Naturalization Data

This chart shows the number of successful naturalizations per year that occcured in the United States between 1907 and 2017. 


What caused the peaks in naturalizations in 1944, 1996, 2000 and 2008?

The unfortunate truth is that we really don't know for sure, but we can make educated guesses. Naturalization expert Eric Cohen of the Immigration Legal Resource Center says that naturalization numbers tend to shoot up during times of increased anti-immigrant rhetoric and action by the government. They also rise during presidential election years. 1944, 1996, 2000 and 2008 were all presidential election years.


The peak in 1944 likely had to do with U.S. involvement in World War II, Cohen said. The U.S. entered the war on Dec. 7, 1941, after Japan's attack on Pearl Harbor. In addition, Japanese American internment was at its height in 1944. On Dec. 18, 1944, the U.S. Supreme Court ruled in Korematsu v. United States that the federal government's roundup and imprisonment of American citizens and residents of Japanese descent were constitutional. 


In 1986, President Ronald Reagan signed the Immigration Reform and Control Act (IRCA). The act was a major milestone in immigration law in the U.S. It increased border enforcement, imposed penalties for employers who hired undocumented people and provided legalization and a path to citizenship for millions of immigrants who had lived undocumented in the U.S. for at least five years. By 1996, many of those individuals had become eligible to apply for naturalization.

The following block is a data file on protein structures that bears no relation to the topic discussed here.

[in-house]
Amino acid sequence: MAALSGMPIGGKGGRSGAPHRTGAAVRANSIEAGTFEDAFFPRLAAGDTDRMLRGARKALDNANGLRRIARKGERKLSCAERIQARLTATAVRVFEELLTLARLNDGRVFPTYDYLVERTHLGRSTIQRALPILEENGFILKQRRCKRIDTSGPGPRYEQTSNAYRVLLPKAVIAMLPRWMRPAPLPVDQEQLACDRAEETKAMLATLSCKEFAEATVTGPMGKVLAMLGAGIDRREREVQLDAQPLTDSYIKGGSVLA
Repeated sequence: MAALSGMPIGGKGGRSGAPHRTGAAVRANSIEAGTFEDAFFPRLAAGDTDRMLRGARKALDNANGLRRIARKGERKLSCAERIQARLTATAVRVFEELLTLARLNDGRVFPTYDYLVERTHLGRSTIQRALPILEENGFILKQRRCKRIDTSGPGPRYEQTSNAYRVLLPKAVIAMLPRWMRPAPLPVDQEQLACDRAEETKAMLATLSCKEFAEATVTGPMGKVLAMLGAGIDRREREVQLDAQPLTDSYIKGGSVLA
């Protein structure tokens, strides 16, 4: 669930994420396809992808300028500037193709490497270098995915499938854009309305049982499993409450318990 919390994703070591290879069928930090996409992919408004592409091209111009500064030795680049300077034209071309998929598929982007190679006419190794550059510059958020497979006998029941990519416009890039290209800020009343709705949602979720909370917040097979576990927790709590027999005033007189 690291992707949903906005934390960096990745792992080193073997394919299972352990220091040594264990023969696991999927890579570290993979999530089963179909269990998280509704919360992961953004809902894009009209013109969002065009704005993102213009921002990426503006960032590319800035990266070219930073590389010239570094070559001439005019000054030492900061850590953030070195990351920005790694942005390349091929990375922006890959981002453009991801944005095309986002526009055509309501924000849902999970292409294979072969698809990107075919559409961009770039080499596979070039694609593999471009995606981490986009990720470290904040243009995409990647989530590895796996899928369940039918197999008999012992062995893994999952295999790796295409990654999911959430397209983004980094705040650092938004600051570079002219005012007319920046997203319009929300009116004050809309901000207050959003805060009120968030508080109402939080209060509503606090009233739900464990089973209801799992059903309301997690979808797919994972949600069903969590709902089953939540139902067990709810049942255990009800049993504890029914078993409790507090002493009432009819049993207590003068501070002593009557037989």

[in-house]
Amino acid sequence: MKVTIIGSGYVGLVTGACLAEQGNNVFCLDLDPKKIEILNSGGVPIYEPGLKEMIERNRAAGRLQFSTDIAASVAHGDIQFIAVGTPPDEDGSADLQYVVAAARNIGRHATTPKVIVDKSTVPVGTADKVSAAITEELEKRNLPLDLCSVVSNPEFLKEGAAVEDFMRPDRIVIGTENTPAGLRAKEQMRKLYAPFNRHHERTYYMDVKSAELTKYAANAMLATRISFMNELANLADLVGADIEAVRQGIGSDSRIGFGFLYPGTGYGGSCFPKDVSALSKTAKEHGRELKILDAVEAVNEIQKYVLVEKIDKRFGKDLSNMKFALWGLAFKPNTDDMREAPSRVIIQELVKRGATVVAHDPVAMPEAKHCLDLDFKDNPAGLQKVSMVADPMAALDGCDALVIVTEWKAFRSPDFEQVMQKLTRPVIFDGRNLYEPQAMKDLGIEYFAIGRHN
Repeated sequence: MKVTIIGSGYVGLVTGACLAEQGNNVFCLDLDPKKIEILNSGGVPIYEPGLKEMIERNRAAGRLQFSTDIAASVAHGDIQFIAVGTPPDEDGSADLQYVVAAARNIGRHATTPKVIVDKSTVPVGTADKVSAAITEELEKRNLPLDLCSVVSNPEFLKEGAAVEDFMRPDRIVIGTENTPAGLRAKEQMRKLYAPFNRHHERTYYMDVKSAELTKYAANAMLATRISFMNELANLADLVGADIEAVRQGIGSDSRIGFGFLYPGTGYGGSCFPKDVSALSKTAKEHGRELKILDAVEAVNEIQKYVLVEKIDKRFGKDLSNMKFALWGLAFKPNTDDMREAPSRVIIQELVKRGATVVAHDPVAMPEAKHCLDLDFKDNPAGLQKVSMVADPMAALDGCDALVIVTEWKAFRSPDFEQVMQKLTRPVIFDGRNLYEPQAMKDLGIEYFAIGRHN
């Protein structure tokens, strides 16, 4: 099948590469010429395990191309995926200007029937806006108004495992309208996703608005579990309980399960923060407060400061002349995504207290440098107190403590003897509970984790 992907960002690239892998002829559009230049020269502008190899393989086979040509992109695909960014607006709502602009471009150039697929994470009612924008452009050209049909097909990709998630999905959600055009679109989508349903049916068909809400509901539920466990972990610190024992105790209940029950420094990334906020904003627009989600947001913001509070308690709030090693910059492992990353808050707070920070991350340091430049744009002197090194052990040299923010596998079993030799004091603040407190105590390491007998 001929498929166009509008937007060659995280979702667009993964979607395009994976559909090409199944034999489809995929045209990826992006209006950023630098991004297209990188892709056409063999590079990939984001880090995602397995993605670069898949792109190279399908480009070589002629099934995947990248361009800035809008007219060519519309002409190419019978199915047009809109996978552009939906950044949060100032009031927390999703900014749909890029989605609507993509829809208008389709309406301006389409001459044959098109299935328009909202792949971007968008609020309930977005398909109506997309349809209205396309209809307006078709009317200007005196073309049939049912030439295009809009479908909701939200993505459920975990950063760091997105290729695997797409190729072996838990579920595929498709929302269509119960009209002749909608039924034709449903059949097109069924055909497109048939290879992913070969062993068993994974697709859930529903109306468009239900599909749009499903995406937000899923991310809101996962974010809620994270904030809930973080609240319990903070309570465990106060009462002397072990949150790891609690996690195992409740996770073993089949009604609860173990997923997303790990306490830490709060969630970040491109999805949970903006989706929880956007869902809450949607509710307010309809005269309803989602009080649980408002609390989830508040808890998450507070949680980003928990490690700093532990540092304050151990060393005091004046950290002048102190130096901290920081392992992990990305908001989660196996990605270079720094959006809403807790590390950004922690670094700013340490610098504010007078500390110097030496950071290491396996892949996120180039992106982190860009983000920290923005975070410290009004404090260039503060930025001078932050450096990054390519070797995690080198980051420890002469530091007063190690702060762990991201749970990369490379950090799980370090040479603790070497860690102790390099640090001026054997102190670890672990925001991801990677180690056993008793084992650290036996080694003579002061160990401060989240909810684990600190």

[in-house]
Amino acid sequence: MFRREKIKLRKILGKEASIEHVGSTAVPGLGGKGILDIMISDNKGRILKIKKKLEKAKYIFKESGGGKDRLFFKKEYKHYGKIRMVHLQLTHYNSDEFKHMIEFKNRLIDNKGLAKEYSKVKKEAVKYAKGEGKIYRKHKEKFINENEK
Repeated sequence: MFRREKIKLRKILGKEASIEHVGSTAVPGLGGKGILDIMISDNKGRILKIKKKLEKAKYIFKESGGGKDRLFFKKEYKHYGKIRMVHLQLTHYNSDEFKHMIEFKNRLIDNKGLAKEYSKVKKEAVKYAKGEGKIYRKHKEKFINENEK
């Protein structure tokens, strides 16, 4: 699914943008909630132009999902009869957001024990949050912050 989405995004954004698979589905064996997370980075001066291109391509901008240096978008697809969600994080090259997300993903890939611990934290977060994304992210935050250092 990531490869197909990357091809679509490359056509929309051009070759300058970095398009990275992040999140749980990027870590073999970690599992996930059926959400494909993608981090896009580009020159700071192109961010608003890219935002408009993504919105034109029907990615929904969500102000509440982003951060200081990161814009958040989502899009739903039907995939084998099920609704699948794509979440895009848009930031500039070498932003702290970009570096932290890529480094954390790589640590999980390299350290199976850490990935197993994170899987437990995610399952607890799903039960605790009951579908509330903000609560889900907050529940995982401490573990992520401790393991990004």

The years of the mid-90s were hotbeds of anti-immigrant legislation such as the Clinton administration's welfare reform which barred many immigrants and refugees from receiving state-funded resources like Medicaid and food stamps, Cohen said. 


The peaks in 2000 and 2008 both may have been caused by a combination of presidential campaign rhetoric and increases in naturalization fees. Meaning that permanent residents who had been thinking about becoming citizens rushed to do so before the application fee went up. It is relevant to note that the naturalization application fee has risen over 700% since the late 1990s.


Also, keep in mind that the naturalization process takes time, so the individuals behind these data peaks likely began the process in a previous year.